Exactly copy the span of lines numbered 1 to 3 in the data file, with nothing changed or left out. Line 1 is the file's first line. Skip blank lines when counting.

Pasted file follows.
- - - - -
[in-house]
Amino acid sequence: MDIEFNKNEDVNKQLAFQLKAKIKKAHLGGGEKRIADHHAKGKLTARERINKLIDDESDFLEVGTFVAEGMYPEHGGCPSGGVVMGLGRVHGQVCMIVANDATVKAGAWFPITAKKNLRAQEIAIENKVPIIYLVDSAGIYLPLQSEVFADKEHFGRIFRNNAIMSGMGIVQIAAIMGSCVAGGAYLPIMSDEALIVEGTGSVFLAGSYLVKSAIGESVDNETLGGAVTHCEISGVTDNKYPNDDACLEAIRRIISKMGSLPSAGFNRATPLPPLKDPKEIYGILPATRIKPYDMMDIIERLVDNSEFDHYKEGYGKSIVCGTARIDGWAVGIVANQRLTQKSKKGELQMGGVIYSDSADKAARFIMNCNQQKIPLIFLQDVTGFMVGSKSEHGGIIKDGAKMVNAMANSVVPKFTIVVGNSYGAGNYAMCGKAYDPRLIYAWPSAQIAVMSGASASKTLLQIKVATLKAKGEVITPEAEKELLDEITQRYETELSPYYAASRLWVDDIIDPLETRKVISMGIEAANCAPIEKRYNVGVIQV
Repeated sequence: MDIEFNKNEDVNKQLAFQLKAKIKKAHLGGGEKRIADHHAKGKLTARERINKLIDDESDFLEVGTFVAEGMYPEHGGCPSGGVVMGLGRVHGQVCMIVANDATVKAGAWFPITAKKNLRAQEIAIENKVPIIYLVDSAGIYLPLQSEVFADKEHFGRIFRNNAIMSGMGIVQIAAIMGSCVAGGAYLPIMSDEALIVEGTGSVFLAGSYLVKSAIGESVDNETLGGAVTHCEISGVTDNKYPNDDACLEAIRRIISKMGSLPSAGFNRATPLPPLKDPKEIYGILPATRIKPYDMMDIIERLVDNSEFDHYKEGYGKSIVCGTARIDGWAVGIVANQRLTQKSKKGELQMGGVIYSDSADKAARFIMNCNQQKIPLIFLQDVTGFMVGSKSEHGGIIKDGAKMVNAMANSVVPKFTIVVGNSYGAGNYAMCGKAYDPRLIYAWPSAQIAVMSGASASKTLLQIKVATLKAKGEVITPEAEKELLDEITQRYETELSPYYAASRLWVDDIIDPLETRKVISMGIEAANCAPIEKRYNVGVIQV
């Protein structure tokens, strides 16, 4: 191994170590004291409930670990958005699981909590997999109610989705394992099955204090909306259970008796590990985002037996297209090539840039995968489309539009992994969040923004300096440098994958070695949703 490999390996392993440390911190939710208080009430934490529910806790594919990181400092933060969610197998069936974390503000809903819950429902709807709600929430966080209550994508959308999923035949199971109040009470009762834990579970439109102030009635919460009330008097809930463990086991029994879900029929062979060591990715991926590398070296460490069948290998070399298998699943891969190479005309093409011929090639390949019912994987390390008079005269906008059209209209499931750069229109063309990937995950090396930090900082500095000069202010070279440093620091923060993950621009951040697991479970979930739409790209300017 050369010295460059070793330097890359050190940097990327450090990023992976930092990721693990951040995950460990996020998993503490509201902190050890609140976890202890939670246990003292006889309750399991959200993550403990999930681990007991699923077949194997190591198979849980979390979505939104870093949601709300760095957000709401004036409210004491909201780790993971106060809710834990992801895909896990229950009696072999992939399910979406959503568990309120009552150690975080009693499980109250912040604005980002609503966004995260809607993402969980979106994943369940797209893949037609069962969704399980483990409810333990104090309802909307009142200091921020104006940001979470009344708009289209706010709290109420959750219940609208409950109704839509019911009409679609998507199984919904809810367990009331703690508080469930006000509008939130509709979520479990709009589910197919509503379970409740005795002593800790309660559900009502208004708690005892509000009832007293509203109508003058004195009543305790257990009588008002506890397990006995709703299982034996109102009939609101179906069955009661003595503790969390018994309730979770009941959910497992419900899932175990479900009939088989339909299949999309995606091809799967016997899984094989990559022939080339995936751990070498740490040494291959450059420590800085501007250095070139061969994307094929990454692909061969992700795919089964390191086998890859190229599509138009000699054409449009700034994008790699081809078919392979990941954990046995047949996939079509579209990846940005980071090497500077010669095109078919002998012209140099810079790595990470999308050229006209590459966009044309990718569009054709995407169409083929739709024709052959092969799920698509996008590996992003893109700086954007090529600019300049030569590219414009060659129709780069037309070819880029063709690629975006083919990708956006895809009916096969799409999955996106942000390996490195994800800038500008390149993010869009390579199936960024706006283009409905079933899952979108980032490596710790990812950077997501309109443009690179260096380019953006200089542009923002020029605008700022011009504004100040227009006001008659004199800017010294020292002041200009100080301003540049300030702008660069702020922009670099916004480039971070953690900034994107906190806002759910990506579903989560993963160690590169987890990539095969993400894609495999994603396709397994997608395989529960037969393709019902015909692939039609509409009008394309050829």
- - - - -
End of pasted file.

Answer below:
[in-house]
Amino acid sequence: MDIEFNKNEDVNKQLAFQLKAKIKKAHLGGGEKRIADHHAKGKLTARERINKLIDDESDFLEVGTFVAEGMYPEHGGCPSGGVVMGLGRVHGQVCMIVANDATVKAGAWFPITAKKNLRAQEIAIENKVPIIYLVDSAGIYLPLQSEVFADKEHFGRIFRNNAIMSGMGIVQIAAIMGSCVAGGAYLPIMSDEALIVEGTGSVFLAGSYLVKSAIGESVDNETLGGAVTHCEISGVTDNKYPNDDACLEAIRRIISKMGSLPSAGFNRATPLPPLKDPKEIYGILPATRIKPYDMMDIIERLVDNSEFDHYKEGYGKSIVCGTARIDGWAVGIVANQRLTQKSKKGELQMGGVIYSDSADKAARFIMNCNQQKIPLIFLQDVTGFMVGSKSEHGGIIKDGAKMVNAMANSVVPKFTIVVGNSYGAGNYAMCGKAYDPRLIYAWPSAQIAVMSGASASKTLLQIKVATLKAKGEVITPEAEKELLDEITQRYETELSPYYAASRLWVDDIIDPLETRKVISMGIEAANCAPIEKRYNVGVIQV
Repeated sequence: MDIEFNKNEDVNKQLAFQLKAKIKKAHLGGGEKRIADHHAKGKLTARERINKLIDDESDFLEVGTFVAEGMYPEHGGCPSGGVVMGLGRVHGQVCMIVANDATVKAGAWFPITAKKNLRAQEIAIENKVPIIYLVDSAGIYLPLQSEVFADKEHFGRIFRNNAIMSGMGIVQIAAIMGSCVAGGAYLPIMSDEALIVEGTGSVFLAGSYLVKSAIGESVDNETLGGAVTHCEISGVTDNKYPNDDACLEAIRRIISKMGSLPSAGFNRATPLPPLKDPKEIYGILPATRIKPYDMMDIIERLVDNSEFDHYKEGYGKSIVCGTARIDGWAVGIVANQRLTQKSKKGELQMGGVIYSDSADKAARFIMNCNQQKIPLIFLQDVTGFMVGSKSEHGGIIKDGAKMVNAMANSVVPKFTIVVGNSYGAGNYAMCGKAYDPRLIYAWPSAQIAVMSGASASKTLLQIKVATLKAKGEVITPEAEKELLDEITQRYETELSPYYAASRLWVDDIIDPLETRKVISMGIEAANCAPIEKRYNVGVIQV